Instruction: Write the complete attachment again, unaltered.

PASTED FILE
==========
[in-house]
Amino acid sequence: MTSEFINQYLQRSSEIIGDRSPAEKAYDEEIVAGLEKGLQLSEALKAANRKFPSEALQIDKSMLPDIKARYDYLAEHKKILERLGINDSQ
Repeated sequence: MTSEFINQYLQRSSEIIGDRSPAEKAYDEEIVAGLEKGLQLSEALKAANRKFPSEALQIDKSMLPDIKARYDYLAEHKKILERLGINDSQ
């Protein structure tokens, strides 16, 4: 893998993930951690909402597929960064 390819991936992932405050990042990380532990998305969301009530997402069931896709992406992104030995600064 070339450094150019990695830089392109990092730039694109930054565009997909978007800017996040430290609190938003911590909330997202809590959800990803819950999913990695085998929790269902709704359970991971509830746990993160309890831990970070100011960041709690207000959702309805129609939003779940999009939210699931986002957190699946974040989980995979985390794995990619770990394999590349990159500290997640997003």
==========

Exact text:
[in-house]
Amino acid sequence: MTSEFINQYLQRSSEIIGDRSPAEKAYDEEIVAGLEKGLQLSEALKAANRKFPSEALQIDKSMLPDIKARYDYLAEHKKILERLGINDSQ
Repeated sequence: MTSEFINQYLQRSSEIIGDRSPAEKAYDEEIVAGLEKGLQLSEALKAANRKFPSEALQIDKSMLPDIKARYDYLAEHKKILERLGINDSQ
């Protein structure tokens, strides 16, 4: 893998993930951690909402597929960064 390819991936992932405050990042990380532990998305969301009530997402069931896709992406992104030995600064 070339450094150019990695830089392109990092730039694109930054565009997909978007800017996040430290609190938003911590909330997202809590959800990803819950999913990695085998929790269902709704359970991971509830746990993160309890831990970070100011960041709690207000959702309805129609939003779940999009939210699931986002957190699946974040989980995979985390794995990619770990394999590349990159500290997640997003």